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Business Transformation in Action

Joe McKendrick

Gee, SOA Really is Rocket Science (But Not as Complicated or Explosive)

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Miko Matsumura, Bjoern Brauel, and Jignesh Shah, all with SoftwareAG, have just come out with a book called "SOA Adoption for Dummies," which draws a very compelling analogy to the world of rock science. I can definitely see Miko's thinking behind the analogy, as he is the master of really cool analogies. (Available for download here. Five copies will also be made available at Wednesday's SOA in Action Conference.)

But, don't worry, you won't be required to understand how each engine of a Saturn V rocket delivers 5-1/2-million pounds of thrust, or the differences between solid-fuel and liquid-fuel boosters or anything like that. (That can be found in "Rocket Science for Dummies," naturally...)

Rather, the authors equate the SOA journey to a space flight, as follows:

"SOA adoption, like a real-world rocket,experiences a danger zone between blast-off and the weightlessness of orbit. When fully realized, SOA can transform your business. But until firmly established, your SOA dreams can plummet back to earth. Getting across this SOA danger zone requires a focus on several key principles: Keep the pointy end of the SOA rocket up by measuring your progress and making course corrections as you go; Keep moving up by motivating the teams and players in your SOA adoption; Don’t stop till you’re weightless by automating processes until implementing SOA becomes second nature and therefore effortless."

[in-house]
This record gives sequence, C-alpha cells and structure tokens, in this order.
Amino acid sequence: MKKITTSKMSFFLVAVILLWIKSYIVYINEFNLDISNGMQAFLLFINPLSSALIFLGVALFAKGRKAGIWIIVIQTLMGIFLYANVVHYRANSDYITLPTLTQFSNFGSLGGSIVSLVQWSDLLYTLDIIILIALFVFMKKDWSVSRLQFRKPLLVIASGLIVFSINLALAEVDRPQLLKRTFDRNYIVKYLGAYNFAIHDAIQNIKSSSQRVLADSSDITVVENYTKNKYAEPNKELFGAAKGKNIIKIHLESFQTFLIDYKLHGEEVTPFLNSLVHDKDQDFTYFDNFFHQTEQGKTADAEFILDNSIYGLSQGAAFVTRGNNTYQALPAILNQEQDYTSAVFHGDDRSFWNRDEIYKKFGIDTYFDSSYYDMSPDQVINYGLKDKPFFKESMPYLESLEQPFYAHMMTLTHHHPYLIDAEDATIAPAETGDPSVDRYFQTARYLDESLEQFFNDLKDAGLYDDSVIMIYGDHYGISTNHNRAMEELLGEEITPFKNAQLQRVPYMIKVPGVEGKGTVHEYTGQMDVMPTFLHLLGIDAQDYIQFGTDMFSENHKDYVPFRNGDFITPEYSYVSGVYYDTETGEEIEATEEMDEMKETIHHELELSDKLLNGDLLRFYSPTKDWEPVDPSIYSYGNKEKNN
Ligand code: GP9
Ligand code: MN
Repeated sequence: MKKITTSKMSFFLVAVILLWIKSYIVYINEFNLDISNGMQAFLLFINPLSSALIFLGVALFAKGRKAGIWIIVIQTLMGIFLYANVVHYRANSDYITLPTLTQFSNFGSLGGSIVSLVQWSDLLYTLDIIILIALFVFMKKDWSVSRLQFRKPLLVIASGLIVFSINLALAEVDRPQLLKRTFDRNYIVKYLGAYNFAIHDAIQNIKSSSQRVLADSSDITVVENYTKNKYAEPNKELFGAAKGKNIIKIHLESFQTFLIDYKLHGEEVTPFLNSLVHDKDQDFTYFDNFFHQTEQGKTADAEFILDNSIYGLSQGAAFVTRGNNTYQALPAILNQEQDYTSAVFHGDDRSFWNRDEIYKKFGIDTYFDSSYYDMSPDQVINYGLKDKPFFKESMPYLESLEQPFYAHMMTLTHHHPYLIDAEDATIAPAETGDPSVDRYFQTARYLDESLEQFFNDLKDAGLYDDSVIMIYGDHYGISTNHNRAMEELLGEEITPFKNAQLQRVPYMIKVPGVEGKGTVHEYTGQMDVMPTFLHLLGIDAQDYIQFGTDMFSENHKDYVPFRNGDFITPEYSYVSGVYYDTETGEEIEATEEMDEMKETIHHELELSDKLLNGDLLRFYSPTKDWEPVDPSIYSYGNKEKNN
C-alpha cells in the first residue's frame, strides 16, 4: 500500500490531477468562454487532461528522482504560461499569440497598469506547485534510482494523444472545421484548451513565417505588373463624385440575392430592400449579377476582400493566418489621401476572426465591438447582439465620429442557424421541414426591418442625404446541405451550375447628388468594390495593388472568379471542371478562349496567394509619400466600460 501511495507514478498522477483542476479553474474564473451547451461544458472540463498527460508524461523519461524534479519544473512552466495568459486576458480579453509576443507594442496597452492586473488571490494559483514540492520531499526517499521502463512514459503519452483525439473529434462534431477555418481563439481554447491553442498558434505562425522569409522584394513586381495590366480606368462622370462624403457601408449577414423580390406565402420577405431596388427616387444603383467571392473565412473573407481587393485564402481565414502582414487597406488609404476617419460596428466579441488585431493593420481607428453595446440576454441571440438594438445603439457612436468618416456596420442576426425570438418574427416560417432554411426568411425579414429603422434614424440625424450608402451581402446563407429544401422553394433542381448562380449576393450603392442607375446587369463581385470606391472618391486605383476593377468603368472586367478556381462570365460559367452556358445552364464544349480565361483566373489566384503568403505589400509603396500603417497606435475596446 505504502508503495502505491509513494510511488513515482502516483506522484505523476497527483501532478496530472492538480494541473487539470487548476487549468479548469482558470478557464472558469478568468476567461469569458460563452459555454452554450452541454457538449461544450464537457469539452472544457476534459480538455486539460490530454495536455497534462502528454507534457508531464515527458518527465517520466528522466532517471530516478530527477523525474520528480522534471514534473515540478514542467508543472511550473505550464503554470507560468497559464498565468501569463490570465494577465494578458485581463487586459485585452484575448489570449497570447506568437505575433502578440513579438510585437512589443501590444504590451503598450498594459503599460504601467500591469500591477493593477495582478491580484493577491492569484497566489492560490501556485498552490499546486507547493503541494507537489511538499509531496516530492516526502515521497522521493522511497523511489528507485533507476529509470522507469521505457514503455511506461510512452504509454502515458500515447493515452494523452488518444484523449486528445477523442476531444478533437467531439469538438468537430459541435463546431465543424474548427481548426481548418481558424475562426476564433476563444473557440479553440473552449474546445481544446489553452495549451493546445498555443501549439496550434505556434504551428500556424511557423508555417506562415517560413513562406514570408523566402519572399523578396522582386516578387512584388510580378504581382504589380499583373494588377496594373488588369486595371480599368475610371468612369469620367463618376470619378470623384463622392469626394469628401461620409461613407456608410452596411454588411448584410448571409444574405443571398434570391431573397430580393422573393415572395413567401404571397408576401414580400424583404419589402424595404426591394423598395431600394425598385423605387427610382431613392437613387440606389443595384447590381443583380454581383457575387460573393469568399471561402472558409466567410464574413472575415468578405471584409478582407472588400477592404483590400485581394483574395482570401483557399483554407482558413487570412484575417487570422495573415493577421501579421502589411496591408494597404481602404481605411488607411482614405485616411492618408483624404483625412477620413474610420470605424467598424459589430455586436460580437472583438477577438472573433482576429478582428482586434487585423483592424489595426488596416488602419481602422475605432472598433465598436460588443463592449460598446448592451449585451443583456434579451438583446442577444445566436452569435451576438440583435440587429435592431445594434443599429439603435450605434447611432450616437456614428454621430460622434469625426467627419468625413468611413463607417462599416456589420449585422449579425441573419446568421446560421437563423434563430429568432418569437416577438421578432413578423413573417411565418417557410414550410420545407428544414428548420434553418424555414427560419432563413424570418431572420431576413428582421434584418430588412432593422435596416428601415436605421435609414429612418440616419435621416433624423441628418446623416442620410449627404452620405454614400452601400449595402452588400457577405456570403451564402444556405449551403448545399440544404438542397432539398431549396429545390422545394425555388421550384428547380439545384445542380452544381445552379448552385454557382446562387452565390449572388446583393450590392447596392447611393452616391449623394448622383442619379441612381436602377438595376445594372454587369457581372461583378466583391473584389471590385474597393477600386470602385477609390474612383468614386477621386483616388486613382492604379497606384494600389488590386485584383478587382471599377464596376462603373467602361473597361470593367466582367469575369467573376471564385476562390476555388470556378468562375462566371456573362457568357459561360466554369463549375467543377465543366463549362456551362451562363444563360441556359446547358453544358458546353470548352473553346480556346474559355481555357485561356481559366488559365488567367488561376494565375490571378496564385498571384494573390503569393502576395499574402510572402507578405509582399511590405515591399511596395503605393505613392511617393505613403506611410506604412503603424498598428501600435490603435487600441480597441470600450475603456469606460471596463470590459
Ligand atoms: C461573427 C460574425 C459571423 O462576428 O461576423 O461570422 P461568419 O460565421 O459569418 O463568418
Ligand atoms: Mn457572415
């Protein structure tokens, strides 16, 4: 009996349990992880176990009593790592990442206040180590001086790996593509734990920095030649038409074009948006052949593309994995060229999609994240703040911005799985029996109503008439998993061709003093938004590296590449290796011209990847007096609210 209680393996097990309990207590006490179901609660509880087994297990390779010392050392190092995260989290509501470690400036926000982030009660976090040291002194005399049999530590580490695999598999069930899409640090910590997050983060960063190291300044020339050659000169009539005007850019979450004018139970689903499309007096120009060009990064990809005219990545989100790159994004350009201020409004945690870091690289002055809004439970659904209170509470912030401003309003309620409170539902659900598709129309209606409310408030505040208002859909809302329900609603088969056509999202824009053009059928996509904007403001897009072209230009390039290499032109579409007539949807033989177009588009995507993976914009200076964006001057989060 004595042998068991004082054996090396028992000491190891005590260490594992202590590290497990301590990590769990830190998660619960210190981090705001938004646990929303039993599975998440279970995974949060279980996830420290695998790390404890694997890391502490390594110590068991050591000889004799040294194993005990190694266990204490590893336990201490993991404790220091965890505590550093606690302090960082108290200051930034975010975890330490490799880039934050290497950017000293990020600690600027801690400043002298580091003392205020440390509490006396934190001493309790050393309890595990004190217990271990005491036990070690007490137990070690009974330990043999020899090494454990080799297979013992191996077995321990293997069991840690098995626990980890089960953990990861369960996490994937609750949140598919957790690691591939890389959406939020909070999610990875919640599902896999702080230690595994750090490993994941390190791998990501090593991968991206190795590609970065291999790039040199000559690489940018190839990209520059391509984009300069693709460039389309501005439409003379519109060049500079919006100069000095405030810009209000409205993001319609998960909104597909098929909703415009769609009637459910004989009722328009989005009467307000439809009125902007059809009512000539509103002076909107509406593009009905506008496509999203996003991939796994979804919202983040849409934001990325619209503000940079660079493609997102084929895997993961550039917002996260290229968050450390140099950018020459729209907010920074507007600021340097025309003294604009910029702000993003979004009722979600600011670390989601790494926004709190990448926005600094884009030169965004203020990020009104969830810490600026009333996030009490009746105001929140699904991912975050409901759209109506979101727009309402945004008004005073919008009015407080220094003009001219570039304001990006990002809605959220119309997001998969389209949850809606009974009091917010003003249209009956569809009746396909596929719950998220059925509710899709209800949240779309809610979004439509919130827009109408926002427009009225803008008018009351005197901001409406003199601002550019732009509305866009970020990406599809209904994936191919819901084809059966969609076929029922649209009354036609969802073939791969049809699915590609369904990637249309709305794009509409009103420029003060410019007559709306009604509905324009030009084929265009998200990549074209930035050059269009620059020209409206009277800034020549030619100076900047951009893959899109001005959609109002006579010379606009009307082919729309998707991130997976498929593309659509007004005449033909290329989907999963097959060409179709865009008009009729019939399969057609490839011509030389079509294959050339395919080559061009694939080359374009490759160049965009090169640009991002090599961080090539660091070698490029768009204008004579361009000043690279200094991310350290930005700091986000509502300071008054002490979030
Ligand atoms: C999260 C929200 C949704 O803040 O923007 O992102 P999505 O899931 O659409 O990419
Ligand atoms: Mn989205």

Fittingly, the last chapter, entitled "To Infinity and Beyond," To Infinity and Beyond," looks at where SOA is leading, and points to new worlds such as event driven architecture (EDA) and complex event processing (CEP), and software as a service and platform as a service,

A great corollary to this book someday may be to look at NASA's project management approaches, from the wherewithal that led to the first moon flights (1968-1972) to the current Shuttle and International Space Station programs.

ebizQ colleague Beth Gold-Bernstein also provides some good commentary on the new book. "What I liked most about it was the continual advice that SOA success requires attention to the human element. Boy is that ever true! The book presents both a SOA architecture blueprint and an organizational blueprint, talks about tribal warfare and how it can impact the success of projects."

In this blog (formerly known as "SOA in Action"), Joe McKendrick examines how BPM and related business and IT approaches can promote business transformation.

Joe McKendrick

Joe McKendrick is an author and independent analyst who tracks the impact of information technology on management and markets. View more

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